Can’t Imagine we Have Failed

 

Every morning on the plains of Africa, a gazelle awakens, knowing that it must outrun the fastest lion, or be killed. At the same time, a lion awakens, knowing it must run faster than the slowest gazelle, or it will starve. So it doesn’t much matter whether you’re a lion or a gazelle; when the sun comes up, start running.~ African Proverb

Suddenly, and without much warning, Africa finds itself in the predicament of the lion and the gazelle. Instead of the easy grazing of the past sixty years or so, now running is not optional but imperative. Economic competition is global, focused, and unrelenting; there is no such thing as a “safe” job. Whatever it was that formed the basis of our country economy 50, 30, or even 10 years ago is now at risk; and whatever it is that is coming next is hard to see or define, let alone prepare for it.

This came home to me years ago, when I heard of the Unemployment Graduate Association, and we all thought they were the next face of industrialism, this as disappear almost as fast as they had come. It suddenly hit me that I had no idea what the citizens of my Country were going to do for a living 20 (or even 10) years from now. And the events of the past ten years have only intensified this sense—and my conclusion that the recession we have been in for the past few years is more structural than cyclical. The fact is that everybody in Ghana wants already made job and the standard of living that comes with it, and for the first time ever, they have the means to take it. So what do we do?

Well, surely not going to help us, adapt to the new reality all around us just to look at other options, my mother use to tell me, when they give birth to you as a man, you give birth to yourself, so my mother was perfectly  right. But the question is, how do we help, so they can help themselves, I mean young people;

I believe there is something, actually one thing, we can and must do to give ourselves a fighting chance dramatically improve both the output and efficiency of our schools. We cannot compete on wages or access to natural resources or capital, and besides, those are the currency of the age just past. The new competition is in innovation and invention, creativity, productivity, and vision. And the wellspring of all of these is learning history and language, science and math, drama, music, and dance. We are seeing the fruition of the promise and the threat of industrialism. A person’s economic future depends on brains, not brawn, and the best brains, or maybe more accurately, the best trained brains, will win.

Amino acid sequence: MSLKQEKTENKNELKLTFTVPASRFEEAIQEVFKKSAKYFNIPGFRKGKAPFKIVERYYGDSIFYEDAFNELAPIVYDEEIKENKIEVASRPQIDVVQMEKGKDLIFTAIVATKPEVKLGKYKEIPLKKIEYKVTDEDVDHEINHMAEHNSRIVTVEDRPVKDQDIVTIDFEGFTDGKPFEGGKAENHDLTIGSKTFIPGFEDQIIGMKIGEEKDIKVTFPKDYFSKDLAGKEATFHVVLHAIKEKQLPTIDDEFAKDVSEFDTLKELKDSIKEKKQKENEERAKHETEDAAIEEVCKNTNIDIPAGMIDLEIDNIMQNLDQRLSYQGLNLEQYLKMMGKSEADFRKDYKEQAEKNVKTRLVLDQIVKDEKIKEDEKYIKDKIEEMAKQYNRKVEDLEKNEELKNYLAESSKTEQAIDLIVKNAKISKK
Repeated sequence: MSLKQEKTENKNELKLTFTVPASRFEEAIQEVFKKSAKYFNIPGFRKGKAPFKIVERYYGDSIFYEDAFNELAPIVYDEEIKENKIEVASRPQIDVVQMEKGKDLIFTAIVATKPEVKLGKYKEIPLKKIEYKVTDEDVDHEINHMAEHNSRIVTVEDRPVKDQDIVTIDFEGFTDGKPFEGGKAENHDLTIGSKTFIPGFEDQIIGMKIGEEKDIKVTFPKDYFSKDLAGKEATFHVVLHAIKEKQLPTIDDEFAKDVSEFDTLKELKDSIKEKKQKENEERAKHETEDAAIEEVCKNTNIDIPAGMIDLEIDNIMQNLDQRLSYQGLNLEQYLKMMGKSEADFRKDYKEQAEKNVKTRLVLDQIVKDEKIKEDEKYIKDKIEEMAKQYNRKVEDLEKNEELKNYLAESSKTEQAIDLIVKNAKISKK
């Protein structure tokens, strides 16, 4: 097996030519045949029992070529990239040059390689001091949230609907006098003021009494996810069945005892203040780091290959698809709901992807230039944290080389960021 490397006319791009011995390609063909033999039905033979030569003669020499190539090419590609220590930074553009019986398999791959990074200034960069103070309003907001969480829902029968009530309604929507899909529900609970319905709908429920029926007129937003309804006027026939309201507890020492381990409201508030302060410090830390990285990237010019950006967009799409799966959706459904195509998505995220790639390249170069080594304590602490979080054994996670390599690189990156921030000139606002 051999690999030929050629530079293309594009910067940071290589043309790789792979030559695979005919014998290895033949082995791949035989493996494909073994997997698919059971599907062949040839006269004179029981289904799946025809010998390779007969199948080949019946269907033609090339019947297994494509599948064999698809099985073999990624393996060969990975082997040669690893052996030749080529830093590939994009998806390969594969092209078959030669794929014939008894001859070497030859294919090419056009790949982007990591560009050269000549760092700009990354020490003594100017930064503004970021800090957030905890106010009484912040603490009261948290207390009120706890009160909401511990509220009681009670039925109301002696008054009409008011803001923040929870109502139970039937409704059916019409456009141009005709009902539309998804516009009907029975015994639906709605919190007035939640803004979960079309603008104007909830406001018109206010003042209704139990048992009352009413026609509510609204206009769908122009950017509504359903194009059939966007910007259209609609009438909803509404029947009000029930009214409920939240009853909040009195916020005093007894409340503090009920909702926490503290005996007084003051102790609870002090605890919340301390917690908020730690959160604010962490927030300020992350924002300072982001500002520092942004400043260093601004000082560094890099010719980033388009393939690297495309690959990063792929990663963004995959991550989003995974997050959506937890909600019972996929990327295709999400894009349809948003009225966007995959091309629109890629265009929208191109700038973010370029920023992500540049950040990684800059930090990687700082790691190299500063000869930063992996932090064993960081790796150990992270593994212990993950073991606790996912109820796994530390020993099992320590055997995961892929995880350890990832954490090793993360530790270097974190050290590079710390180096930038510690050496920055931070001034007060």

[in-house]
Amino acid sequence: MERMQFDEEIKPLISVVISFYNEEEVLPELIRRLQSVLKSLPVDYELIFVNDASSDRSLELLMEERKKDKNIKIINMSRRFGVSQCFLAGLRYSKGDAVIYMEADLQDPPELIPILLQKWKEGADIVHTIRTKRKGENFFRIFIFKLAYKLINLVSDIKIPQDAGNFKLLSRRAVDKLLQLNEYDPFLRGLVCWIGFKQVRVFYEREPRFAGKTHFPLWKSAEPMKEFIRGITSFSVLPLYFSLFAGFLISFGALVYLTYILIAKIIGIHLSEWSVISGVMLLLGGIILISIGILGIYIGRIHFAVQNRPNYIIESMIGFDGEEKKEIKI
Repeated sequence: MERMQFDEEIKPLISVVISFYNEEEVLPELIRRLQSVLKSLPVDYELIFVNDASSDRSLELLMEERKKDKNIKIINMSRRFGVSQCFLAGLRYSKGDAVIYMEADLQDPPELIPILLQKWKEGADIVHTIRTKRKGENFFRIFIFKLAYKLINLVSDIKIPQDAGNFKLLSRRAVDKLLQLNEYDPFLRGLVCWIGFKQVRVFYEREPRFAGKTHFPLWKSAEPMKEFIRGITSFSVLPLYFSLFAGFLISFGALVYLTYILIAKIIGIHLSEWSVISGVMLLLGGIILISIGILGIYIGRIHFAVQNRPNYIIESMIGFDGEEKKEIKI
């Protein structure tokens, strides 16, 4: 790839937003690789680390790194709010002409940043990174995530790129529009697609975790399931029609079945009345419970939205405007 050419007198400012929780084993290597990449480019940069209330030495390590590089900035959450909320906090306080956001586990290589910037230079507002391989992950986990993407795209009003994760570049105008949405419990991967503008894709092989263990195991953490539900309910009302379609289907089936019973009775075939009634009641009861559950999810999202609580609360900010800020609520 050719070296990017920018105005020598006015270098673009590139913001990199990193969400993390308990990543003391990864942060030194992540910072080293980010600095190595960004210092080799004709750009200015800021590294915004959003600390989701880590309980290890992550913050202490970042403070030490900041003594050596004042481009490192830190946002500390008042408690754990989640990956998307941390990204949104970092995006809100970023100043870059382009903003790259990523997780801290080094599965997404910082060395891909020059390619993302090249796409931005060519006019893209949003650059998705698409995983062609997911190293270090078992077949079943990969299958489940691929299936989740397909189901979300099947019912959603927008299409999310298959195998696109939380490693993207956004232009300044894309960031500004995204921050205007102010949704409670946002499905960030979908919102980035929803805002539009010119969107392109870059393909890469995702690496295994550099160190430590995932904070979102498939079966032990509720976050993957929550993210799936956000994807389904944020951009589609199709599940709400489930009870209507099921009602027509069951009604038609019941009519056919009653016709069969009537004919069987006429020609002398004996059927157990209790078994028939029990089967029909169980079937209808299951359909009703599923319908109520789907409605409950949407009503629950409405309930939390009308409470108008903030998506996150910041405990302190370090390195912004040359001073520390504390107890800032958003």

But it is not about cramming more physics or French into 16-year-old heads; it is about giving them the tools and techniques to teach themselves, both in school and beyond. In this connection, there is a great profound observation made run across on 21st century education: “It is no longer good enough for schools to send out students who know how to do what they were taught. The modern Ghana needs citizens who can do what they were not taught. We call this ‘learning learning.’ ”

In order to achieve this, we need change that is big and transformational, not gradual and incremental. It means twice the educational output, however measured; at something less than today’s cost. It also means educational equity on an unprecedented scale; given the stakes, we simply cannot aord the massive waste of talent represented by failing schools and lost communities. And it means education that is at once more rigorous and more engaging, more collaborative and more inclusive.

Technology Integrated Project for Schools (TIPS) is nothing less than a blueprint for remaking Africa education second to none, not through more or better testing, charter schools, longer school days, more or even better teachers, but through fundamentally altering how we do education, the first real change in the process of education itself in a thousand years.

We did not create this blueprint out of whole cloth and presenting instead, it is the product of old-fashioned observation—a hard analytical look at what is working in schools and school districts around the country. And what is working is ubiquitous technology (a fancy way of saying that every kid has a laptop) fully integrated into the classroom by well-prepared and well-led teachers. The closer the student-computer ratio gets to 1:1, the better the results; the better prepared the teachers are to take full advantage of the potential of the technology, the better the results; and the stronger the leadership of the process by the principal, the better the results.

Technology can play a huge role in increasing educational productivity, but not just as an add-on or for a high-tech reproduction of current practice. Again, we need to change the underlying processes to leverage the capabilities of technology. The military calls it a force multiplier. Better use of online learning, virtual schools, and other smart uses of technology is not so much about replacing educational roles as it is about giving each person the tools they need to be more successful reducing wasted time, energy, and money.

By far, the best strategy for boosting productivity is to leverage transformational change in the educational system to improve outcomes for children. To do so, requires a fundamental rethinking of the structure and delivery of education in the country called Ghana.

Amin Yahaya

Director – Business Development,

Samakose Entreprising Development

www.facebook.com/samakose

 
 

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